Ralph J. Mills, Jr. died on August 18, 2007, in Chicago, Illinois, his place of birth and longtime residence. This October, Poetry celebrates the life of a beloved local by revisiting several of Mills' reviews from the sixties, brimming with his singular intelligence and the passion of a life devoted in poetry.
Already a promising academic, Ralph J. Mills, Jr. made his name in the sixties reviewing books for Poetry, applying his sharp eye to seventy new volumes over the course of the decade. As critic-of-the-month in Poetry's January 1969 issue, Mills displayed the catholicity and courage that made him a respected figure in the poetry world for over forty years. While infusing the entire review (thirty-one books in all) with his enthusiasm for verse itself, Mills didn't shy away from pointing out the "poor diction, weak rhyming, and abstract philosophizing" of Pulitzer Prize winner Richard Eberhart's latest book. Three pages later, Mills championed the debut of a young, unknown experimentalist named Bill Knott, claiming "[we] are not likely to get a better new poet for some time."
In these wide-ranging Poetry reviews, Mills spotlighted writers as different as Lucille Clifton and Kenneth Rexroth for the larger readerships their work would come to achieve. Mills praised Clifton's "poised lyricism moving with the directness of finely turned speech." Of Rexroth, he wrote: "So many readers are bent on making him an overgrown beatnik that they forget...[he] is able to write on Gnosticism or the Kabbalah or Chinese poetry....Some hipster!" Like Rexroth, Mills contributed to poetry in a host of different ways: as critic (author of ten books of critical essays), teacher (longtime English professor at the University of Illinois at Chicago), editor (Mills compiled the letters and prose of Theodore Roethke), and poet (Mills' book, Grasses Standing: Selected Poems, won the William Carlos Williams Award in 2001).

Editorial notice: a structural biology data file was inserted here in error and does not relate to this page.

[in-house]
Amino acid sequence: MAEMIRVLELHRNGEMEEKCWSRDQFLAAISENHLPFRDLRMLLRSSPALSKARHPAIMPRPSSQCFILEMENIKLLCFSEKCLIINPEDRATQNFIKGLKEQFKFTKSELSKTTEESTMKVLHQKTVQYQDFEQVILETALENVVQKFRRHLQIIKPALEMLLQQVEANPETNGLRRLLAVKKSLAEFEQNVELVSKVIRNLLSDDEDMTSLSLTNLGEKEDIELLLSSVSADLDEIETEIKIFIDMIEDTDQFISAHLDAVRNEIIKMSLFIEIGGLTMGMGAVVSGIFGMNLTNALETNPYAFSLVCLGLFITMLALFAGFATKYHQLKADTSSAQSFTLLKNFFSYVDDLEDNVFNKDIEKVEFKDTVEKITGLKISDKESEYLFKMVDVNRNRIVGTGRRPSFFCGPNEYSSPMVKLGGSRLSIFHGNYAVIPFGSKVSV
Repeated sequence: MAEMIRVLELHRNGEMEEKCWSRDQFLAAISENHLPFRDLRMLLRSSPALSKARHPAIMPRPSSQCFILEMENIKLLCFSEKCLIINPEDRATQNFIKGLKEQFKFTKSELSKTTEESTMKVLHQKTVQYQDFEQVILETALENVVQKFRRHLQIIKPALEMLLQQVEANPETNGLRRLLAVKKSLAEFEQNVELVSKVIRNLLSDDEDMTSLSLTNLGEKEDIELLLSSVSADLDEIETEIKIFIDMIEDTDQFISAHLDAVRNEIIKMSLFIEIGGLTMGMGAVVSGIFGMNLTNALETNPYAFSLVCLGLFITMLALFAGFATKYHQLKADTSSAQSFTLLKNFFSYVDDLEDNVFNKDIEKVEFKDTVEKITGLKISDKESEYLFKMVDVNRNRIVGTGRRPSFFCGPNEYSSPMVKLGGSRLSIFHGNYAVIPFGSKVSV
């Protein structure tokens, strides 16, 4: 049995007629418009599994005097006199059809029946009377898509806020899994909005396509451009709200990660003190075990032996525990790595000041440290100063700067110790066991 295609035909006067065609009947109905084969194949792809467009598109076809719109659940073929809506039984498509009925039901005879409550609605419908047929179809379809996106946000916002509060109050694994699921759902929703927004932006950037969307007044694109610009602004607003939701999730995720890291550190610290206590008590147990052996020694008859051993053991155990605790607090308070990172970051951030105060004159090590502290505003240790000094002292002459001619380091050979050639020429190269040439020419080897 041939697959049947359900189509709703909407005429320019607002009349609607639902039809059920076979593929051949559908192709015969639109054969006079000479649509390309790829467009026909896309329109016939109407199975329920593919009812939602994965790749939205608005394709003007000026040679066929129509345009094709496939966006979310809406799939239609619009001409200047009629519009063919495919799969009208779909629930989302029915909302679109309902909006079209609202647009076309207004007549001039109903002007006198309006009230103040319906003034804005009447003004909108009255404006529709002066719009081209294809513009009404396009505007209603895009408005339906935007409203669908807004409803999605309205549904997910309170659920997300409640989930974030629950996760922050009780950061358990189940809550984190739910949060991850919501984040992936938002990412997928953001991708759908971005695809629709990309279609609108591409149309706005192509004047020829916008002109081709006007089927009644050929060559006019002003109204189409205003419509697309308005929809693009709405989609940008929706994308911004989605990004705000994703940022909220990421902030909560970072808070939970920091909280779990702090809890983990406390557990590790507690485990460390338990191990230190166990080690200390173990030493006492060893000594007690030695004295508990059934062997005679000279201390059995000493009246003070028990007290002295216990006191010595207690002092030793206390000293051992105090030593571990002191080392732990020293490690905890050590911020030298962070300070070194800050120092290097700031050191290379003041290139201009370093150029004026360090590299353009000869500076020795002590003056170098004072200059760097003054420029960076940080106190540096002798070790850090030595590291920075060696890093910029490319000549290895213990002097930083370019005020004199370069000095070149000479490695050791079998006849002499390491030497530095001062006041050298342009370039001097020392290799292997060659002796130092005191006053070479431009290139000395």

Despite Mills' critical efforts to shed light on many under-read poets, his own poems have remained relatively in the dark, never attaining the wide audience that their masterful syntax and vivid natural descriptions deserve. Mills, in his later work especially, proved himself one of the true inheritors of "Objectivism," celebrating life's particulars a cloud formation, a tangled vine (and the "dots, threads,/flecks" within that vine) in exacting, unpretentious language. Enlivening the everyday moments in which nature thrives amid urbanity, Mills' poems remain "startling as a blood/rush/come among/this grey scrawl."